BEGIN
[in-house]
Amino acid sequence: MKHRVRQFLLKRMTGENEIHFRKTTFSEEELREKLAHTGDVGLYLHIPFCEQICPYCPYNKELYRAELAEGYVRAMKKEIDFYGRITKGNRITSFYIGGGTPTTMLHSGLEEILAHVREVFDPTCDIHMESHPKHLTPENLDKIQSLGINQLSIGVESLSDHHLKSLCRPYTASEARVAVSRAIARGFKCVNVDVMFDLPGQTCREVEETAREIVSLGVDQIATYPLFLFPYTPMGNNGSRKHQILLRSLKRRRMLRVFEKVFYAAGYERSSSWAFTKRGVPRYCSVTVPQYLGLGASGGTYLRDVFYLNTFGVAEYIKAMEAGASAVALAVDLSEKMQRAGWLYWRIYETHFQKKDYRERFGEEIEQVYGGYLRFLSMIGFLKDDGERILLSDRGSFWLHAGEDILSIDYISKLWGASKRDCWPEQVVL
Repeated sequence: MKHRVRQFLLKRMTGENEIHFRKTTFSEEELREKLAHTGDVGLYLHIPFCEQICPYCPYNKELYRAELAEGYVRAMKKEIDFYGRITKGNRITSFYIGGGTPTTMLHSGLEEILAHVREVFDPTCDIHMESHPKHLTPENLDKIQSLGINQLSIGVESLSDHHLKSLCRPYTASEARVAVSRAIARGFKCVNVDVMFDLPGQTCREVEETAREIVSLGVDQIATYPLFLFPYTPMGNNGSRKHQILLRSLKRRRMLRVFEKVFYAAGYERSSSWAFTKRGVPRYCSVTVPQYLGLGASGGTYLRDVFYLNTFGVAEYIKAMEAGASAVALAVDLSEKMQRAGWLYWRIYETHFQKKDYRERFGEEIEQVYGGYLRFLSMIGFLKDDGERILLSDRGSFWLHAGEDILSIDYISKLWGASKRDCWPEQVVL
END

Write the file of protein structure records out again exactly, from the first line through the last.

[in-house]
Amino acid sequence: MKHRVRQFLLKRMTGENEIHFRKTTFSEEELREKLAHTGDVGLYLHIPFCEQICPYCPYNKELYRAELAEGYVRAMKKEIDFYGRITKGNRITSFYIGGGTPTTMLHSGLEEILAHVREVFDPTCDIHMESHPKHLTPENLDKIQSLGINQLSIGVESLSDHHLKSLCRPYTASEARVAVSRAIARGFKCVNVDVMFDLPGQTCREVEETAREIVSLGVDQIATYPLFLFPYTPMGNNGSRKHQILLRSLKRRRMLRVFEKVFYAAGYERSSSWAFTKRGVPRYCSVTVPQYLGLGASGGTYLRDVFYLNTFGVAEYIKAMEAGASAVALAVDLSEKMQRAGWLYWRIYETHFQKKDYRERFGEEIEQVYGGYLRFLSMIGFLKDDGERILLSDRGSFWLHAGEDILSIDYISKLWGASKRDCWPEQVVL
Repeated sequence: MKHRVRQFLLKRMTGENEIHFRKTTFSEEELREKLAHTGDVGLYLHIPFCEQICPYCPYNKELYRAELAEGYVRAMKKEIDFYGRITKGNRITSFYIGGGTPTTMLHSGLEEILAHVREVFDPTCDIHMESHPKHLTPENLDKIQSLGINQLSIGVESLSDHHLKSLCRPYTASEARVAVSRAIARGFKCVNVDVMFDLPGQTCREVEETAREIVSLGVDQIATYPLFLFPYTPMGNNGSRKHQILLRSLKRRRMLRVFEKVFYAAGYERSSSWAFTKRGVPRYCSVTVPQYLGLGASGGTYLRDVFYLNTFGVAEYIKAMEAGASAVALAVDLSEKMQRAGWLYWRIYETHFQKKDYRERFGEEIEQVYGGYLRFLSMIGFLKDDGERILLSDRGSFWLHAGEDILSIDYISKLWGASKRDCWPEQVVL